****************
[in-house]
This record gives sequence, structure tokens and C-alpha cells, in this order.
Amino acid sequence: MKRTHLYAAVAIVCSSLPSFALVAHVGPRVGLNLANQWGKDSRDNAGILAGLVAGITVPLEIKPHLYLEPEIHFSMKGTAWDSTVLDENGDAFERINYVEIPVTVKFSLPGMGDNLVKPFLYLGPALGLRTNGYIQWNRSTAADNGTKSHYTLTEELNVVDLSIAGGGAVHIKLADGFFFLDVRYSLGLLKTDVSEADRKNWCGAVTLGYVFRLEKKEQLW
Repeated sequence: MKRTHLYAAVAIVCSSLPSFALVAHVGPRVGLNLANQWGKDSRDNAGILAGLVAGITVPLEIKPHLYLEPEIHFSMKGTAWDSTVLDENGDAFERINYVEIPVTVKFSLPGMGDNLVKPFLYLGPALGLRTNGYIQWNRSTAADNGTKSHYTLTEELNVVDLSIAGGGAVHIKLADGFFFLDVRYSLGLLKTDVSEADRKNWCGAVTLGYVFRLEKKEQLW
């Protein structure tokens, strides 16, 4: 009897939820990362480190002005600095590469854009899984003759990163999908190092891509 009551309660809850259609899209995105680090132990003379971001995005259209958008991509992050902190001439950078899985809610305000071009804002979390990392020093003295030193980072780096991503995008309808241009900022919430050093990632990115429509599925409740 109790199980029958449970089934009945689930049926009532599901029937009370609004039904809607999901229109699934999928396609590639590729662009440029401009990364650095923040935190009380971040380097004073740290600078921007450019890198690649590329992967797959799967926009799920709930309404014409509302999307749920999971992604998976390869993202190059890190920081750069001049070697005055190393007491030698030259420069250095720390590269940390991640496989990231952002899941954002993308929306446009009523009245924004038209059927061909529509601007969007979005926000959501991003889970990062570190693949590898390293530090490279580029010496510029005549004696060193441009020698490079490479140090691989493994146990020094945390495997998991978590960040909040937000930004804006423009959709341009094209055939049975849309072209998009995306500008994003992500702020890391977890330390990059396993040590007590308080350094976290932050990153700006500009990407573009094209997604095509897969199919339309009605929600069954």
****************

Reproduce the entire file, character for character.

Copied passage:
[in-house]
This record gives sequence, structure tokens and C-alpha cells, in this order.
Amino acid sequence: MKRTHLYAAVAIVCSSLPSFALVAHVGPRVGLNLANQWGKDSRDNAGILAGLVAGITVPLEIKPHLYLEPEIHFSMKGTAWDSTVLDENGDAFERINYVEIPVTVKFSLPGMGDNLVKPFLYLGPALGLRTNGYIQWNRSTAADNGTKSHYTLTEELNVVDLSIAGGGAVHIKLADGFFFLDVRYSLGLLKTDVSEADRKNWCGAVTLGYVFRLEKKEQLW
Repeated sequence: MKRTHLYAAVAIVCSSLPSFALVAHVGPRVGLNLANQWGKDSRDNAGILAGLVAGITVPLEIKPHLYLEPEIHFSMKGTAWDSTVLDENGDAFERINYVEIPVTVKFSLPGMGDNLVKPFLYLGPALGLRTNGYIQWNRSTAADNGTKSHYTLTEELNVVDLSIAGGGAVHIKLADGFFFLDVRYSLGLLKTDVSEADRKNWCGAVTLGYVFRLEKKEQLW
């Protein structure tokens, strides 16, 4: 009897939820990362480190002005600095590469854009899984003759990163999908190092891509 009551309660809850259609899209995105680090132990003379971001995005259209958008991509992050902190001439950078899985809610305000071009804002979390990392020093003295030193980072780096991503995008309808241009900022919430050093990632990115429509599925409740 109790199980029958449970089934009945689930049926009532599901029937009370609004039904809607999901229109699934999928396609590639590729662009440029401009990364650095923040935190009380971040380097004073740290600078921007450019890198690649590329992967797959799967926009799920709930309404014409509302999307749920999971992604998976390869993202190059890190920081750069001049070697005055190393007491030698030259420069250095720390590269940390991640496989990231952002899941954002993308929306446009009523009245924004038209059927061909529509601007969007979005926000959501991003889970990062570190693949590898390293530090490279580029010496510029005549004696060193441009020698490079490479140090691989493994146990020094945390495997998991978590960040909040937000930004804006423009959709341009094209055939049975849309072209998009995306500008994003992500702020890391977890330390990059396993040590007590308080350094976290932050990153700006500009990407573009094209997604095509897969199919339309009605929600069954």